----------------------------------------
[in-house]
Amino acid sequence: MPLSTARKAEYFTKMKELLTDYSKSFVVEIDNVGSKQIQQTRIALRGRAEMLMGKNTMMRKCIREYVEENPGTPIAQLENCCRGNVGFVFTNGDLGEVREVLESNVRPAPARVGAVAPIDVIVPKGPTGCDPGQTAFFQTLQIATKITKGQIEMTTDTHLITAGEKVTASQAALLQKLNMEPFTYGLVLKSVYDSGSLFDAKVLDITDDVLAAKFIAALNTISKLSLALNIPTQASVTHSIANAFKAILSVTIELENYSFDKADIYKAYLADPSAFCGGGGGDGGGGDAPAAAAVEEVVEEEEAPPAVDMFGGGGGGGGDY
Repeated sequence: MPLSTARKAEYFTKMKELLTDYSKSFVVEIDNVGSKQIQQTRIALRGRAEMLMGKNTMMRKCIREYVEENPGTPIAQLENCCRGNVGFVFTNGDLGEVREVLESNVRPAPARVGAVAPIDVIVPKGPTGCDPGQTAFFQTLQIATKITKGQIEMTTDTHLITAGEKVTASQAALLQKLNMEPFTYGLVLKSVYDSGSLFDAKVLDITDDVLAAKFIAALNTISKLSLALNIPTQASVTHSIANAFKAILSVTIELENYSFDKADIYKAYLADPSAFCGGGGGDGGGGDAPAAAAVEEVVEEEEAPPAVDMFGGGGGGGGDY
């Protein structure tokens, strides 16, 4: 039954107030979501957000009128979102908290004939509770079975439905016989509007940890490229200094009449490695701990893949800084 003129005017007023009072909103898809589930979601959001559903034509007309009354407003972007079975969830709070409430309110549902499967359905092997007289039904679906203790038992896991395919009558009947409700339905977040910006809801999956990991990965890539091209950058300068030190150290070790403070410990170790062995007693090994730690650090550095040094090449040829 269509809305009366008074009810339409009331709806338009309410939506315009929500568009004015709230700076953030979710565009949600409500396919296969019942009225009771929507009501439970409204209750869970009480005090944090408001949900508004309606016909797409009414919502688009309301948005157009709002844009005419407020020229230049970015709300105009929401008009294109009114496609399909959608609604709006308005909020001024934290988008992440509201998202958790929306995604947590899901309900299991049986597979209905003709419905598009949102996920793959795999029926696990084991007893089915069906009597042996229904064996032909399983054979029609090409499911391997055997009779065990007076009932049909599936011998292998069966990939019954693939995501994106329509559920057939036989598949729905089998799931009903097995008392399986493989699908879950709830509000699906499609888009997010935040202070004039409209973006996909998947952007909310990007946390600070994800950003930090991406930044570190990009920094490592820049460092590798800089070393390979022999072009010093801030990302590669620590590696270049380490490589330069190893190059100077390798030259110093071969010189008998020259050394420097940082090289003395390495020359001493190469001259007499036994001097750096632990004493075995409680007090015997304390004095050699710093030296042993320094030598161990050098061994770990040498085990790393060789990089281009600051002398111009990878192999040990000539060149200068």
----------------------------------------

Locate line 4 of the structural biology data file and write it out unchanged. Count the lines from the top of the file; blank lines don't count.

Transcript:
């Protein structure tokens, strides 16, 4: 039954107030979501957000009128979102908290004939509770079975439905016989509007940890490229200094009449490695701990893949800084 003129005017007023009072909103898809589930979601959001559903034509007309009354407003972007079975969830709070409430309110549902499967359905092997007289039904679906203790038992896991395919009558009947409700339905977040910006809801999956990991990965890539091209950058300068030190150290070790403070410990170790062995007693090994730690650090550095040094090449040829 269509809305009366008074009810339409009331709806338009309410939506315009929500568009004015709230700076953030979710565009949600409500396919296969019942009225009771929507009501439970409204209750869970009480005090944090408001949900508004309606016909797409009414919502688009309301948005157009709002844009005419407020020229230049970015709300105009929401008009294109009114496609399909959608609604709006308005909020001024934290988008992440509201998202958790929306995604947590899901309900299991049986597979209905003709419905598009949102996920793959795999029926696990084991007893089915069906009597042996229904064996032909399983054979029609090409499911391997055997009779065990007076009932049909599936011998292998069966990939019954693939995501994106329509559920057939036989598949729905089998799931009903097995008392399986493989699908879950709830509000699906499609888009997010935040202070004039409209973006996909998947952007909310990007946390600070994800950003930090991406930044570190990009920094490592820049460092590798800089070393390979022999072009010093801030990302590669620590590696270049380490490589330069190893190059100077390798030259110093071969010189008998020259050394420097940082090289003395390495020359001493190469001259007499036994001097750096632990004493075995409680007090015997304390004095050699710093030296042993320094030598161990050098061994770990040498085990790393060789990089281009600051002398111009990878192999040990000539060149200068």